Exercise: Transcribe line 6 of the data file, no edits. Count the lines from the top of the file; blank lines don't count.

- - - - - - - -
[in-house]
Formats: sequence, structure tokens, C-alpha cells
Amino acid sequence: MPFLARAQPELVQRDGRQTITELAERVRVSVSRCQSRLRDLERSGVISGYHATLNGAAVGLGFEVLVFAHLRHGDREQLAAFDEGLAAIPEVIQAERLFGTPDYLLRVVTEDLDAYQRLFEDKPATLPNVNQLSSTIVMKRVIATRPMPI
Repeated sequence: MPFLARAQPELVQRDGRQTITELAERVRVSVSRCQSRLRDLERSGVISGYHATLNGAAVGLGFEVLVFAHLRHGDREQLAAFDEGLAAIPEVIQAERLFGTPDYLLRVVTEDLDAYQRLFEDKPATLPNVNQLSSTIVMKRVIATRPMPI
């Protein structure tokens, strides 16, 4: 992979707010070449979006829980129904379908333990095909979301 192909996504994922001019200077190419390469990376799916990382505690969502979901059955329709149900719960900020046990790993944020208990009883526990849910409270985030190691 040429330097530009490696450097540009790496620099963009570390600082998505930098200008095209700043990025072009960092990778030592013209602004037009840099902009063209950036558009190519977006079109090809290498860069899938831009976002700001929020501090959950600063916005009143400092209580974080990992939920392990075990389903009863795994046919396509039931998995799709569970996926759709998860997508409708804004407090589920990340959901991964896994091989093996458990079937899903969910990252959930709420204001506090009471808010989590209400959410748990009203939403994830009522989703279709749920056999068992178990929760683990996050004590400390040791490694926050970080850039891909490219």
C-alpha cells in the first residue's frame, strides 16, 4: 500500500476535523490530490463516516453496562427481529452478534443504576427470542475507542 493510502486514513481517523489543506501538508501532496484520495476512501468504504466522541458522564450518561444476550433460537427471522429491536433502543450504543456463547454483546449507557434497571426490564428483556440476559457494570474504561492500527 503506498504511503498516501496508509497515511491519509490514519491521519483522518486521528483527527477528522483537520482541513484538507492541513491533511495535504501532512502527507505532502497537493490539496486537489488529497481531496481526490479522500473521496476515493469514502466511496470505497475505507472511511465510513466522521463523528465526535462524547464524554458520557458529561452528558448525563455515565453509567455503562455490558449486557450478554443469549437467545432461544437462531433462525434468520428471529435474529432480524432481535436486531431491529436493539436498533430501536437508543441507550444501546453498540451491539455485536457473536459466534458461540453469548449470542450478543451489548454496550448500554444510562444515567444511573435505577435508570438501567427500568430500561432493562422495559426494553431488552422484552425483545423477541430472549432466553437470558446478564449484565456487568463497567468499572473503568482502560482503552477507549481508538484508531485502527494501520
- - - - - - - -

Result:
C-alpha cells in the first residue's frame, strides 16, 4: 500500500476535523490530490463516516453496562427481529452478534443504576427470542475507542 493510502486514513481517523489543506501538508501532496484520495476512501468504504466522541458522564450518561444476550433460537427471522429491536433502543450504543456463547454483546449507557434497571426490564428483556440476559457494570474504561492500527 503506498504511503498516501496508509497515511491519509490514519491521519483522518486521528483527527477528522483537520482541513484538507492541513491533511495535504501532512502527507505532502497537493490539496486537489488529497481531496481526490479522500473521496476515493469514502466511496470505497475505507472511511465510513466522521463523528465526535462524547464524554458520557458529561452528558448525563455515565453509567455503562455490558449486557450478554443469549437467545432461544437462531433462525434468520428471529435474529432480524432481535436486531431491529436493539436498533430501536437508543441507550444501546453498540451491539455485536457473536459466534458461540453469548449470542450478543451489548454496550448500554444510562444515567444511573435505577435508570438501567427500568430500561432493562422495559426494553431488552422484552425483545423477541430472549432466553437470558446478564449484565456487568463497567468499572473503568482502560482503552477507549481508538484508531485502527494501520